The islands of Pico and Faial were administered jointly until 1766, when Pico became an integral part of the Province of the Azores, led by a captain-general based in Angra. Centralizing governance in this way had poor success: in 1836, the people of Pico were integrated into a smaller administrative unit again, the third Azorean district, with the islands of Faial, Flores and Corvo.[6]

The town of Madalena, circa 1848

Settlers initially farmed wheat and some olives in addition to developing a woad industry, as on Faial (based on lichens that were exported to Flanders to produce commercial dyes). The two islands often shared livelihood activities[9] Viticulture, helped by the richer soils found in suitable micro-climates, then grew rapidly. The industry was disturbed by the last volcanic eruptions, but viticulture expanded commercial livelihood opportunities considerably. Pico's famous verdelho wine production, dating back two centuries, was widely appreciated in many countries (including England and in the Americas and even in the palaces of the Russian czars). Viticulture declined with the spread of powdery mildew and phylloxera during the middle of the 19th century, creating a crisis on the island that lasted until the 20th century.[9]

The other major economic activity was whaling. The presence of American and British whalers in the waters of the Azores at the end of the 18th century stabilized the economy. Spermwhale hunting became the primary industry around the island until it was abolished in 1986. The whale factory is now a museum.[10][9]


Physical geography

Panorama of the westernmost part of the Island, and Faial Island at a distance
View of the stratovolcano near Pico Wine Museum
High altitude area of the island, showing cloud cover adjacent to the summit
The two islets at the entrance to Madalena harbor, formed from a submerged crater
Detailed map of Pico and neighbouring Faial

The island is 17.5 km south of São Jorge and just 7 km east of Faial, in the Central Group of islands, an area that is colloquially known as O Triângulo (The Triangle). Pico is 46.3 kilometers long, and at its maximum extent about 16 kilometers wide; making it the second largest of the Azores islands. The 151.8 km coastline is slightly indented with inlets and coves. Accessibility to the sea poses no difficulties, except in sections with plunging, unstable cliffs, subject to frequent landslides (as seen in the northeast and southeast). Seabirds find favorable conditions for nesting in these habitats, in particular the species of Tern (Sterna hirundo and Sterna dougallii) and Shearwater (Calonectris borealis). The rocky substrates prevail throughout the coast (slabs that alternate with rolled pebbles), there are no sandy beaches, but there are numerous tide pools and natural inlets used for bathing.[6]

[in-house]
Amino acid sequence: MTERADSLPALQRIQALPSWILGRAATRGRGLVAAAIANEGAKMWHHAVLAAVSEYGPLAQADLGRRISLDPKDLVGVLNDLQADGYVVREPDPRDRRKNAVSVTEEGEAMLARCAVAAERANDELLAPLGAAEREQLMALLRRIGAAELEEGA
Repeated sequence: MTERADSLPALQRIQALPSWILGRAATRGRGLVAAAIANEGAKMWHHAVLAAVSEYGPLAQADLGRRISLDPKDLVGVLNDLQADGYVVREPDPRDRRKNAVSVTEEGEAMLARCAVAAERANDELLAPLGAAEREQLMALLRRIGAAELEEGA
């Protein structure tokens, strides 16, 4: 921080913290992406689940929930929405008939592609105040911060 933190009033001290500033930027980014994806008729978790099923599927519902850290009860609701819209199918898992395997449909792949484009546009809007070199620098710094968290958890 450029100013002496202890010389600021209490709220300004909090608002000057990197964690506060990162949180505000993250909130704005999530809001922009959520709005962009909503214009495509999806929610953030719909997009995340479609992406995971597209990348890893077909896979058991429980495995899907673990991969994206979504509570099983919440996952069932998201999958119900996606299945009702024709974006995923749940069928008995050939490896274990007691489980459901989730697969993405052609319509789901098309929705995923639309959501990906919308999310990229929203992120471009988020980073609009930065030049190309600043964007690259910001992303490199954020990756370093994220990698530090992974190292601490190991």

Along the central plain of volcano cones to the eastern coast, the landscape is pitted with the remnants of craters and lake-filled cones, and dominated by the ancient volcano of Topo. Geomorphologically, the island is composed of three units:[11][12]

Generally, Pico Island's tectonic structures are oriented along a west-northwest to east-southeast and a northeast to southwest axis. The main axis controls the main structures, especially the main mountain of Pico, while the secondary axises affect the radial fractures and faults along the central plain and eastern volcano.

Similar to the geomorphological structures described above, the volcanic landforms have been identified by Madeira (1998) in the following units:[13]

The last volcanic eruption (which is debatable) occurred in 1963, in a small submarine eruption off the northwest coast (north of Cachorro in Santa Luzia). Prior to this, major volcanic activity was evident in lava fields generated in only the areas of Prainha (1562–64), Santa Luzia (1718), São João (1718) and Silveira (1720). The paths of the lava flows are still visible; those in the 16th century and 1718 were particularly substantial, extending for over 10 km. Today, the only visible evidence of active volcanism appears on the summit of Pico, in the base and interior of the Piqueninho (the mini-peak on the summit); there are irregular emissions from cracks in this zone. Additionally, there are emissions on the eastern flanks between 1500 and 2000 meters altitude. There have also been found areas of de-gasification along the fault associated with the Lagoa do Capitão and another in the Topo Volcano, as well as a spring rich in CO2 in the area of Silveira.


Pico, much like the other islands, is susceptible to seismic events, although their epicenters have primarily been localized in the Faial-Pico or Pico-São Jorge Channels. Only three significant tectonic earthquakes have hit the island of Pico since the beginning of settlement: The 1757 earthquake, which caused significant damage in the eastern region of the island including the death of 11 people and the collapse of a church and a few houses; the 1973 seismic crisis (October 1973 - May 1974) in which the main earthquake (with magnitude 5.5) did considerable damage to 604 houses in Faial and 2,000 in Pico, which left nearly 5,000 people homeless;[6] and the July 9, 1998 earthquake, the strongest earthquake registered in the last 30 years, which had its epicenter 5 kilometers northeast of Ponta da Ribeirinha, on the island of Faial, reaching a 5.8 magnitude. It was felt on Pico, with a maximum intensity level of VII on the Mercalli scale; some homes were damaged and possessions were buffeted. Other violent earthquakes which have affected the island include: the 1957-58 seismic events associated with the eruption of the Capelinhos volcano (on Faial), the February 1964 earthquake on the island of São Jorge, and the 1926 earthquake, whose epicenter was registered in the Faial-Pico Channel.